SolarCity Could Be Headed for a Squeeze

 | Jun 13, 2014 | 3:13 PM EDT
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When it comes to SolarCity (SCTY), there seems be two very different camps of investors. The first camp represents enthusiastic investors who like Elon Musk and solar projects. The second camp represents value investors who look at SolarCity's fundamentals and wonder how the company will survive. The tug of war between camps is causing volatility.

Fundamentally, there is no questioning solar and wind power. It's here to stay. Over the next decade, North America will see massive investments in solar power. The reason is simple: Solar makes money for its investors. If you are not sure, just follow the money.

Of the top 10 largest U.S. utilities, all 10 already have been investing in solar energy. This includes Duke Energy (DUK), NextEra Energy (NEE), Dominion (D), Southern (SO) and Exelon (EXC). Going forward, most of these utilities will be buying even more solar assets.

Joining utilities are technology firms. Apple (AAPL), Google (GOOGL) and Microsoft (MSFT) are investing in solar power. So is Berkshire Hathaway (BRK.A). The list goes on.

However, just because solar appears to be a good investment, that does not mean every solar investment is a good deal. SolarCity is an example.

Last quarter, SolarCity reported revenue (trailing 12 months) of about $200 million, a gross profit (ttm) of $40 million, EBITDA (ttm) of negative $134 million and a bottom line (ttm) of almost negative $40 million. That was the good news.

The bad news is its cash flow. For solar power production, cash flow is the critical success factor. SolarCity reported levered free cash flow (ttm) of negative $785 million.

Facts are facts. However, SolarCity's investors seem to have different interpretations of the company's results. The enthusiasts argue that SolarCity is paying the price to enter a new business. As such, these investors are willing to take a beating in anticipation that financial results will improve. However, simple math suggests that SolarCity's future had better be spectacular for investors to achieve even modest returns.

This is what concerns the other camp, the fundamental investors. They see little evidence of any return, let alone the spectacular returns needed by the other camp.

It appears the market agrees with the second camp. For weeks, SolarCity's stock has been tumbling. Late February, the stock hit a high of $86. Today, it is hovering around $51. That is a 40% drop.

It also appears that the market believes the stock could drop even more. As a reader observed, a substantial percent of SolarCity's float is short. As Bill Maurer reports, "At the end of May, more than 12.3 million shares were short for this stock. The float is just barely over 50 million shares, meaning more than 24.2% of the float is short."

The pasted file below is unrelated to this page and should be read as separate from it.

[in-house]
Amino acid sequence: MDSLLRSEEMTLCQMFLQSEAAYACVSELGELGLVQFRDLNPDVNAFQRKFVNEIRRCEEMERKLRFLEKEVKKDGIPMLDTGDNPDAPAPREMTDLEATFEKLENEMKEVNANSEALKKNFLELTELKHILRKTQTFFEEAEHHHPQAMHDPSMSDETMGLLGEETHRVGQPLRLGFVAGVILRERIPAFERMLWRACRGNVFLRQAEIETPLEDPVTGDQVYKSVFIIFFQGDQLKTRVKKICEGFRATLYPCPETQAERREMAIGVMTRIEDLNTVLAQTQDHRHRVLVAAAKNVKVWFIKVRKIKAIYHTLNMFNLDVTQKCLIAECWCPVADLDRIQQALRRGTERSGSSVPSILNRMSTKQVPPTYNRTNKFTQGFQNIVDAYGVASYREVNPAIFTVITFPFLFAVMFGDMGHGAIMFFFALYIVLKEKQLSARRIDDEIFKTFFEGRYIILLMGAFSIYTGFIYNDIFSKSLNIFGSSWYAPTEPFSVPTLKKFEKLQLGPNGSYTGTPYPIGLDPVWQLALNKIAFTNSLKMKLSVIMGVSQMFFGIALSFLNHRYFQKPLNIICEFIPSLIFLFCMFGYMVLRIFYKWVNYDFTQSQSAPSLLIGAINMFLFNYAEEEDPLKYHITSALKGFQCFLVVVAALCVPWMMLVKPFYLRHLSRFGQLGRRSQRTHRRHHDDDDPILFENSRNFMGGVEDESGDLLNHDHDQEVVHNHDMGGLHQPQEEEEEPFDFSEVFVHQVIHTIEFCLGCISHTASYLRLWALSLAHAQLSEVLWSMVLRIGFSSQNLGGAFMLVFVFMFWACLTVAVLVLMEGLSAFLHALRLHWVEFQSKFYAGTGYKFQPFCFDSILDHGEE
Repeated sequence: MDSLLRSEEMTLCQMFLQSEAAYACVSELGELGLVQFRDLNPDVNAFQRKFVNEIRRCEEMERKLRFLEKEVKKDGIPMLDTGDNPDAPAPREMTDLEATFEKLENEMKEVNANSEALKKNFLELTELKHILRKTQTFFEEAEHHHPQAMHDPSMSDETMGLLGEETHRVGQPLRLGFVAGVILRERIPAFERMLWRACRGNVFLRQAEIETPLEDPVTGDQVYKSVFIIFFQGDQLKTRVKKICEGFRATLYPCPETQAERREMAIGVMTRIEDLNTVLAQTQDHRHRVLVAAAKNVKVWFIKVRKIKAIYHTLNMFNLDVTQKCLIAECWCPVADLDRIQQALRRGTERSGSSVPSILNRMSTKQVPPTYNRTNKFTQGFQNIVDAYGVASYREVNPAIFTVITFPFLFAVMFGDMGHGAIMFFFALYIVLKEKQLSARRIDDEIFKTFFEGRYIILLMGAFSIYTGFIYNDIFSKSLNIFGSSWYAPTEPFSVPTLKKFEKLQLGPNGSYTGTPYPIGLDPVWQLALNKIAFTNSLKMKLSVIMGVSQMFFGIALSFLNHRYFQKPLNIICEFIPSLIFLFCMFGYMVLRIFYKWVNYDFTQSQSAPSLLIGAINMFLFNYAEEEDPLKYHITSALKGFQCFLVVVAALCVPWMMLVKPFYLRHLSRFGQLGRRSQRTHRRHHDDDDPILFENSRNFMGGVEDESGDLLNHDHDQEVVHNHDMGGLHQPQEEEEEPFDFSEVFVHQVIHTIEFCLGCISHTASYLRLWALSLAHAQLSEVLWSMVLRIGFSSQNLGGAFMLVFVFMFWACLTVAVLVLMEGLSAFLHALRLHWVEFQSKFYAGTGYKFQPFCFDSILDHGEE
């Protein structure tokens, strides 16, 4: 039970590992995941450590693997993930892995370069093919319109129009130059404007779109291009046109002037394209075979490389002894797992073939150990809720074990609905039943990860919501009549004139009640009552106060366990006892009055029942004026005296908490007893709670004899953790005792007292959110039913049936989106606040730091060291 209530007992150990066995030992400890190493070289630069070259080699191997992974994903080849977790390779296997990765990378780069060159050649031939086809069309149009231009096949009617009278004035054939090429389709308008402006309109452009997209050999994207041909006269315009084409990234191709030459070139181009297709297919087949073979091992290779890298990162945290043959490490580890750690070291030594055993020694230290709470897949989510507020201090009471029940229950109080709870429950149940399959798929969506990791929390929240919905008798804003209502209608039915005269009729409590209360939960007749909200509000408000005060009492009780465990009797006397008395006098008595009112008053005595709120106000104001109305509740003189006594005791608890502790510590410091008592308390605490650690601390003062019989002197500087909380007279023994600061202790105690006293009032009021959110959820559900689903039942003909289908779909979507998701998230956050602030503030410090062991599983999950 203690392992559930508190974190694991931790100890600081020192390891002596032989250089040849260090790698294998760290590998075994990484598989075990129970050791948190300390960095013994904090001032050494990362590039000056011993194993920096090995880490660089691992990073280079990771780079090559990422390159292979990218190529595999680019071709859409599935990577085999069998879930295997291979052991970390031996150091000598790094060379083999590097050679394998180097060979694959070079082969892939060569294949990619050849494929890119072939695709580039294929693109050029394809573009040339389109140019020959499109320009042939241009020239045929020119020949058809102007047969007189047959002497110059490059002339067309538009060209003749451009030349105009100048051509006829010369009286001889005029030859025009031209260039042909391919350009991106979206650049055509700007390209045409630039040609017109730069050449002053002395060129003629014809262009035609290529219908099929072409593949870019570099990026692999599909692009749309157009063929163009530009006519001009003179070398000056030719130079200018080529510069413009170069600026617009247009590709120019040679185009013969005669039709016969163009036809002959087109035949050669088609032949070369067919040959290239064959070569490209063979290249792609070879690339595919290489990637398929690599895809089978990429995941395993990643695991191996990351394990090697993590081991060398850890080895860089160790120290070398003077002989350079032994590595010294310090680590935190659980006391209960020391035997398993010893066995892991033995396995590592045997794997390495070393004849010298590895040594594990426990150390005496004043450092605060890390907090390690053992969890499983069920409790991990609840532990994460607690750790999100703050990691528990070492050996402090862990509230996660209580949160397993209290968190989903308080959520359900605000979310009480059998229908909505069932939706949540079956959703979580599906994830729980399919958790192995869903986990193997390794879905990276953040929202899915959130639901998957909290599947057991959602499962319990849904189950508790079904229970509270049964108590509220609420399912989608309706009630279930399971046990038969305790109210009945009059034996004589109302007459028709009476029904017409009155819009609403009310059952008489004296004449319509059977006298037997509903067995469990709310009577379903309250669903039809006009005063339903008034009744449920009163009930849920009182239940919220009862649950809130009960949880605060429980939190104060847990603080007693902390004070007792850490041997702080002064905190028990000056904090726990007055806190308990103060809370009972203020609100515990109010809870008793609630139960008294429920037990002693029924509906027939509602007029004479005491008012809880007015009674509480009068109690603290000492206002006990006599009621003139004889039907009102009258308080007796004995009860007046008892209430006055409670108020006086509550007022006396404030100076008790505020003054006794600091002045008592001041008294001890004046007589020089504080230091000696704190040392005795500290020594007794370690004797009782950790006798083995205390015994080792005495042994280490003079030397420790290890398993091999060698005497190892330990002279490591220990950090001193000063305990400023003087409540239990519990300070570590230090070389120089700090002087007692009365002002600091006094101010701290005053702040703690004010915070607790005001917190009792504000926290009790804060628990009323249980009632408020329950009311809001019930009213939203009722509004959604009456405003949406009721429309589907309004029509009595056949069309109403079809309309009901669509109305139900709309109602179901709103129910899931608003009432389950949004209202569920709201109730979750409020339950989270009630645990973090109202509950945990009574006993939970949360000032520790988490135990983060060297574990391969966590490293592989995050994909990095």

Is a short squeeze possible? The answer is yes. News could catch investors by surprise.

It turns out that there is news. On the cost side, SolarCity recently announced a new panel supplier. On the revenue side, distributed energy is gaining ground in several state houses.

On possibility is Massachusetts. If that state adopts new net metering policies as some anticipate, SolarCity's top line will benefit. Any additional news could see SolarCity's stock react.

More possibilities are in nearby states, such as Rhode Island and New York. They may adopt new policies to encourage distributed generation and solar power. Pushing those policies is a recent decision by federal courts, to encourage states to take on demand-response responsibilities.

However, SolarCity is not the only beneficiary of new policies. Any company offering similar services can take advantage of these changes. SolarCity has competitors. In fact, SolarCity has a new competitor, and it is a big one.

NRG Energy (NRG) plans to move in SolarCity's market. Unlike SolarCity, NRG has a balance sheet, it has access to capital, it does not have to factor its accounts receivable, and it has an existing customer base. NRG is learning from SolarCity's mistakes. Taken together, NRG will likely become the industry's cost leader.

Unlike SolarCity, NRG is not a pure play on distributed solar. In fact, NRG owns all sorts of assets, including coal. However, its solar assets are growing, and its coal assets will be declining. For the long term, NRG is about distributed energy and renewable energy.

SolarCity's long-term outlook is unknown. It is true that it is the first to market. However, the first does not always end up on top.

NRG is first to reach second. It is stronger, it is more experienced, and it is well positioned. For the long term, it is more stable.

Investors who are gambling either way on SolarCity might want to give up the fight and move over to NRG. Instead of worrying what Elon Musk will announce next, they can sit back and watch NRG evolve into the leader in distributed energy.



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